Don Ward has also done a great job of running the local Google Developers’ Group. Don is another one of those folks who not only runs a user group; he also (like Dave) runs a great conference and he also manages to get more than his fair share of forward looking talks. On top of all that, Don has built some of the coolest Android apps I’ve seen here locally.
I also have a deep admiration for Amber Conville because she’s also one of those sparkplug people (like Dave and Don) who not only does a lot herself but also helps other people get things going too.
Are there any programming languages that you show favoritism for? Why?
Lately I’ve been spending a lot of time in functional programming and in languages that embrace functional ideas. And there’s a simple reason for this; one day businesses will stop accepting the idea that if they want to scale up their business, they’ve got to pay us to totally overhaul their software. They will start demanding (and we’ll have to respond) that the system we wrote for them has to be capable of handling lots more load and more importantly lots more customers without having to be totally re-written. The thing is, scaling is a tricky business even in the best happy path scenario and functional programming and the ideas that come along with it remove some of the pain from scaling. The ideas of functional programming give the developer the ability to write very simple code to get the job done and given a scaling job, simple always scales better than complex.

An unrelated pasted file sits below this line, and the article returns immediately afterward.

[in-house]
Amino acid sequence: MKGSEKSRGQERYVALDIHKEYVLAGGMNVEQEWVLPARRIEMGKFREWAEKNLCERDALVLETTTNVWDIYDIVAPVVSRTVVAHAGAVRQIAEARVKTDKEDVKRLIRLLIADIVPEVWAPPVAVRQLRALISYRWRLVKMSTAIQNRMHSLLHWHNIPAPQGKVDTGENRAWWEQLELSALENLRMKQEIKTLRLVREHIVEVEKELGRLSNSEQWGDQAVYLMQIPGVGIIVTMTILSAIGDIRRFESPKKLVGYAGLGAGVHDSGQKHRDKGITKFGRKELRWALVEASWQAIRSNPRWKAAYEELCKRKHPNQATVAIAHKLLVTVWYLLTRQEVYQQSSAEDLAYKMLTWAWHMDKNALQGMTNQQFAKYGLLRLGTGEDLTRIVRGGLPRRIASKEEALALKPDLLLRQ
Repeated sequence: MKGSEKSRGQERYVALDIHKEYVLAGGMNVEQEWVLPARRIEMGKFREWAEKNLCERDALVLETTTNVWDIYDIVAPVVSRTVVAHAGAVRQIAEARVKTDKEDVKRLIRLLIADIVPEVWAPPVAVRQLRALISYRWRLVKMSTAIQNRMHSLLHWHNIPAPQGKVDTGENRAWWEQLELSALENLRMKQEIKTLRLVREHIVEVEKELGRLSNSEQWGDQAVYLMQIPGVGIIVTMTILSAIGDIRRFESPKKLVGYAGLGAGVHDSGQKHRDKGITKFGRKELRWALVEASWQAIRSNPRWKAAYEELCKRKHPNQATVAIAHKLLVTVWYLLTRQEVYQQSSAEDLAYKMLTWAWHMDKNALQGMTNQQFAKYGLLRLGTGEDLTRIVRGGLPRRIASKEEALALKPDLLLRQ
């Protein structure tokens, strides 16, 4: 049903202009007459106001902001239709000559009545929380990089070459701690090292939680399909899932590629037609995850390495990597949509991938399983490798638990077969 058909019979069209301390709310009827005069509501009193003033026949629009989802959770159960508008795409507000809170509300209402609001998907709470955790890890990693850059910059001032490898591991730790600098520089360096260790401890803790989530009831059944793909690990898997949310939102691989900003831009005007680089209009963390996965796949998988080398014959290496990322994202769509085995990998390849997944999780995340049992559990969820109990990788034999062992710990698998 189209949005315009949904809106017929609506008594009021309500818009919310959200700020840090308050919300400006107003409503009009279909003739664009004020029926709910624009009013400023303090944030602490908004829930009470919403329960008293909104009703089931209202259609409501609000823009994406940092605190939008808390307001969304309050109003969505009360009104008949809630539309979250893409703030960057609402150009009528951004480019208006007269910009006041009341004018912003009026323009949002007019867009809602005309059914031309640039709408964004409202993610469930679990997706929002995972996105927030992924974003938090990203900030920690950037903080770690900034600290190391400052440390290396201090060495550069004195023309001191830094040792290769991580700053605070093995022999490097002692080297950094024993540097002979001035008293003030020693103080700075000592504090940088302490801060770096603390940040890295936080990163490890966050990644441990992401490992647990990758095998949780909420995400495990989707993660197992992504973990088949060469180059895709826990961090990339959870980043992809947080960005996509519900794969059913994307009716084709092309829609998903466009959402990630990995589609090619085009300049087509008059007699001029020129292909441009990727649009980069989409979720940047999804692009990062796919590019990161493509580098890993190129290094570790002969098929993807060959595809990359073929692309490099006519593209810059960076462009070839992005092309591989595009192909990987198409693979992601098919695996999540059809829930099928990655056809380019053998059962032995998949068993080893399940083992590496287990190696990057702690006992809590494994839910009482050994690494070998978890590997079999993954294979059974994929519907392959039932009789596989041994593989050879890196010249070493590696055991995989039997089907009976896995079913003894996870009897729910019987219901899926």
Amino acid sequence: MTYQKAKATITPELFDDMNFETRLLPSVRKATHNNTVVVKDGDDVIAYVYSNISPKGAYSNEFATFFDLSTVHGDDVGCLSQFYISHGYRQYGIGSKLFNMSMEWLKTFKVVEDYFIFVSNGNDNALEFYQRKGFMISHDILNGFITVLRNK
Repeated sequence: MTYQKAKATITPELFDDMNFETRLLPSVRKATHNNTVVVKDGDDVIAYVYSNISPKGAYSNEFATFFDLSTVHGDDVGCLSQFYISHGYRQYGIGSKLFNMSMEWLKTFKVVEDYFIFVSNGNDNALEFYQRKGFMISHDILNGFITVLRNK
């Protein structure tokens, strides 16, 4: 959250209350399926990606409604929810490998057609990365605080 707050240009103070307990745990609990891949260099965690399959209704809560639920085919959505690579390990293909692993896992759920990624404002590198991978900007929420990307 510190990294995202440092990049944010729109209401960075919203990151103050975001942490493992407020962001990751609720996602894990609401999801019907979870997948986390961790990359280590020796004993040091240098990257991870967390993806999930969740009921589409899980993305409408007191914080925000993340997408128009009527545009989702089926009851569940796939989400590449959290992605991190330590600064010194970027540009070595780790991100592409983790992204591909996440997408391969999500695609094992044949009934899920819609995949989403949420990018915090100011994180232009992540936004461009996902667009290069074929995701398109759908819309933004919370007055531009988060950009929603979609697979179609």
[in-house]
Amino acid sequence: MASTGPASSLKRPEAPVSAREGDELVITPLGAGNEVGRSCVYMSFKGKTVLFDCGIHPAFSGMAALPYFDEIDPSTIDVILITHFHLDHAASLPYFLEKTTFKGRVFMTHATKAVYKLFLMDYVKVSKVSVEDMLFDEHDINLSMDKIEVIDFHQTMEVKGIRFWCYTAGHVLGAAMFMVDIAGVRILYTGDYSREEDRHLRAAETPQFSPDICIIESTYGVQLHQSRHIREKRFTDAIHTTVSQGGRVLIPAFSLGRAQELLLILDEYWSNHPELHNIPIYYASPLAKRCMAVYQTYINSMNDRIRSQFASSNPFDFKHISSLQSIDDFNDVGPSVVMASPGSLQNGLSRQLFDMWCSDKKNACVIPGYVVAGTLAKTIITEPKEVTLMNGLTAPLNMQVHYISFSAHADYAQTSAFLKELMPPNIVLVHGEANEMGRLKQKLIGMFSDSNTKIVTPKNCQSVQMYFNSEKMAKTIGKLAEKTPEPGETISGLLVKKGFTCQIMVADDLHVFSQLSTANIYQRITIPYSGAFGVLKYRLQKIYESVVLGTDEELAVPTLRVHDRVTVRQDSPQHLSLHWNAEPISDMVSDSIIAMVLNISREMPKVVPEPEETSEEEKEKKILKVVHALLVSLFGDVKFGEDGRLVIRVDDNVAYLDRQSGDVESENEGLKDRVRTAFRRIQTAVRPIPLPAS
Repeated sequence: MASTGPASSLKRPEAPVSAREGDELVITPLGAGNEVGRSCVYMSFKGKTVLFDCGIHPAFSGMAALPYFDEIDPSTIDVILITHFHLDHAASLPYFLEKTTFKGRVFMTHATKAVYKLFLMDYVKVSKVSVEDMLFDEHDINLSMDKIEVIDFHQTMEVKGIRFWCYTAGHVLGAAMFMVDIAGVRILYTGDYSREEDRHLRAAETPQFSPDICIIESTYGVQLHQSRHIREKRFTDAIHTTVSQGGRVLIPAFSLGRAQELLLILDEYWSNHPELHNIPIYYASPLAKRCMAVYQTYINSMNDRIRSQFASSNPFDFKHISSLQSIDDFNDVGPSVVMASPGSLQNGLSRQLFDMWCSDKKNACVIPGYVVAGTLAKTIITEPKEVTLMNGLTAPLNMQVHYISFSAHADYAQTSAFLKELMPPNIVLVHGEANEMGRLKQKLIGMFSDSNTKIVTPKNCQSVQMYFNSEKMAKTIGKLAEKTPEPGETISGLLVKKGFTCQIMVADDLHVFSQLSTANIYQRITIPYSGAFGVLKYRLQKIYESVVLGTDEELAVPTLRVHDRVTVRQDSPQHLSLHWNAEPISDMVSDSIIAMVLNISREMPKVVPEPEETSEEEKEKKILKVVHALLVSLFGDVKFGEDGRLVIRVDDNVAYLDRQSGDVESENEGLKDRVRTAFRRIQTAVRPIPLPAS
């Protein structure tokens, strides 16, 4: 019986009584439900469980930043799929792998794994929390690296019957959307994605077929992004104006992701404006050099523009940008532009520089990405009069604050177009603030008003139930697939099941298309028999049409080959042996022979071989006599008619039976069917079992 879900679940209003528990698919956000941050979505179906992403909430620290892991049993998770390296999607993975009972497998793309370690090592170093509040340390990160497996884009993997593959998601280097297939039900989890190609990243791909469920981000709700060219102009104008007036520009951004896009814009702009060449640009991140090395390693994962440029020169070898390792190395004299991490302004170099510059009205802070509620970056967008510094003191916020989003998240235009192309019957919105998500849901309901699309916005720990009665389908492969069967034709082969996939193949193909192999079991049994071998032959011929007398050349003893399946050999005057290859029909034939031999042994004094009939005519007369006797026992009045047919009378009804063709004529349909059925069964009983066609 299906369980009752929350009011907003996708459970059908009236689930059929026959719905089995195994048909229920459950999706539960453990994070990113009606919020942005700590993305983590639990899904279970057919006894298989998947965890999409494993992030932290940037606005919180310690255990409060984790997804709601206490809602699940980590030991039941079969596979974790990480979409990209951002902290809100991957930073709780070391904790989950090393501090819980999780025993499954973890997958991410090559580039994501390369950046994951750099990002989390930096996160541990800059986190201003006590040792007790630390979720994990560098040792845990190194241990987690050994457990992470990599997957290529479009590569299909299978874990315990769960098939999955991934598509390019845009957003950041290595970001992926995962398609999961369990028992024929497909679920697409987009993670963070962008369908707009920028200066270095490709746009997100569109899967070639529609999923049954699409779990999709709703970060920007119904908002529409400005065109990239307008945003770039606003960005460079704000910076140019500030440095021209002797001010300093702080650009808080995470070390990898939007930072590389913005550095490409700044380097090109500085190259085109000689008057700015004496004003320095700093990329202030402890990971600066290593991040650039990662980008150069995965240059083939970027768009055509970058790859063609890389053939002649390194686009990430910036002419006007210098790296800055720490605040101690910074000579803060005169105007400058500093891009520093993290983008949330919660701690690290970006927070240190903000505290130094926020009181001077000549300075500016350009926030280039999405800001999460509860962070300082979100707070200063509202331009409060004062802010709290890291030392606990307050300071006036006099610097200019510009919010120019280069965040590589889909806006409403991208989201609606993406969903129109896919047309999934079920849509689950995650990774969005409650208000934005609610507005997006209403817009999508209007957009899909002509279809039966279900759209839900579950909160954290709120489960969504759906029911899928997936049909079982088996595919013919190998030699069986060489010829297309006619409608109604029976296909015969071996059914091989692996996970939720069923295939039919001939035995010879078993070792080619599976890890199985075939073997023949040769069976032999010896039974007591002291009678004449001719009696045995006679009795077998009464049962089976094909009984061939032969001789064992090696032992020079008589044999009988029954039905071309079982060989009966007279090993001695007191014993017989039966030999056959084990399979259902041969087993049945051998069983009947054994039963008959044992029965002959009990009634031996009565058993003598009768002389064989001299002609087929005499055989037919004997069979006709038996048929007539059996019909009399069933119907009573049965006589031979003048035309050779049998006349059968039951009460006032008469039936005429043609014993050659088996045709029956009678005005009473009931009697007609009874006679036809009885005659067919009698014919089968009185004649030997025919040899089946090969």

As I said to a user group meeting in May, if I were a betting man, there are two languages I would keep my eye on. Clojure is already gaining a lot of traction among developers because it’s just a really well-thought-out language/vm stack. Elixir is an up-and-comer that I predict will make some big inroads. It’s a language that gives a developer both the power of Erlang’s concurrency and scaling and the expressive power of Clojure’s macro system.